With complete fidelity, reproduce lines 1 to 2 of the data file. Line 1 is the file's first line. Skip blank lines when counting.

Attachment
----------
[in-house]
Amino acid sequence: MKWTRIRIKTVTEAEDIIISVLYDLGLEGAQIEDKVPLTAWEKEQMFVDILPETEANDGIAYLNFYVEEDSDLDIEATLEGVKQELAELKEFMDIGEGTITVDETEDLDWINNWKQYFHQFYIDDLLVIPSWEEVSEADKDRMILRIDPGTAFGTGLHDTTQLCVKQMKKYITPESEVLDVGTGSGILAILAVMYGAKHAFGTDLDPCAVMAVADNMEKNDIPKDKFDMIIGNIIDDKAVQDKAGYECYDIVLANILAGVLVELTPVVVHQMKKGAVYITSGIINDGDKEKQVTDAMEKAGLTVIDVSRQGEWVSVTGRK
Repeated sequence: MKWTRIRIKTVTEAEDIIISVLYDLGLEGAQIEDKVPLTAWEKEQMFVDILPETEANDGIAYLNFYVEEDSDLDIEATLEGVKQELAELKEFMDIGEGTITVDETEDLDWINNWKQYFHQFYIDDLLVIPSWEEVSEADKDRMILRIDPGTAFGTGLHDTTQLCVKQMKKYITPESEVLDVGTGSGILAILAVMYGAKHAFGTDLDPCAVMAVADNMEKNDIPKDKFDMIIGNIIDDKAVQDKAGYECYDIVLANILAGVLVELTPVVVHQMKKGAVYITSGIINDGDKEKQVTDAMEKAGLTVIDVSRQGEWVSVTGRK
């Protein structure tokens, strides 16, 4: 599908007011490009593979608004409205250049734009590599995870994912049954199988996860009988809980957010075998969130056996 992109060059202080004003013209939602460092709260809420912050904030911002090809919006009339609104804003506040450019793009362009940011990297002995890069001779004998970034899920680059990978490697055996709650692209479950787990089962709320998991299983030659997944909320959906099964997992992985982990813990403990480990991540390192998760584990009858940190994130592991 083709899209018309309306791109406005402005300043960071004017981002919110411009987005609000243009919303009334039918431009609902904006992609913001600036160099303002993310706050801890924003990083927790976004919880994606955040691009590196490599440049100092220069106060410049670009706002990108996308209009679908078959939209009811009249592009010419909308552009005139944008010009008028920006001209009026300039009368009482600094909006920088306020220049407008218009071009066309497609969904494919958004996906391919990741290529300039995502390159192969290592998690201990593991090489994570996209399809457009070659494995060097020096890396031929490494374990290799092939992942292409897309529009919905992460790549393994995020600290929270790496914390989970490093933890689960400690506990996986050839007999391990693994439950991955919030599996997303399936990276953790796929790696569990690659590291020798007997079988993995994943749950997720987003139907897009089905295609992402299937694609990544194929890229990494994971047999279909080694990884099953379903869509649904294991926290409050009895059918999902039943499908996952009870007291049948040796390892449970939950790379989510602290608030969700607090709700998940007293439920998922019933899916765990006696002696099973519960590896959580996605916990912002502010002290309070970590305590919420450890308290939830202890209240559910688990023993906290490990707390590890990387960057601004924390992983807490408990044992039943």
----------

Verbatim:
[in-house]
Amino acid sequence: MKWTRIRIKTVTEAEDIIISVLYDLGLEGAQIEDKVPLTAWEKEQMFVDILPETEANDGIAYLNFYVEEDSDLDIEATLEGVKQELAELKEFMDIGEGTITVDETEDLDWINNWKQYFHQFYIDDLLVIPSWEEVSEADKDRMILRIDPGTAFGTGLHDTTQLCVKQMKKYITPESEVLDVGTGSGILAILAVMYGAKHAFGTDLDPCAVMAVADNMEKNDIPKDKFDMIIGNIIDDKAVQDKAGYECYDIVLANILAGVLVELTPVVVHQMKKGAVYITSGIINDGDKEKQVTDAMEKAGLTVIDVSRQGEWVSVTGRK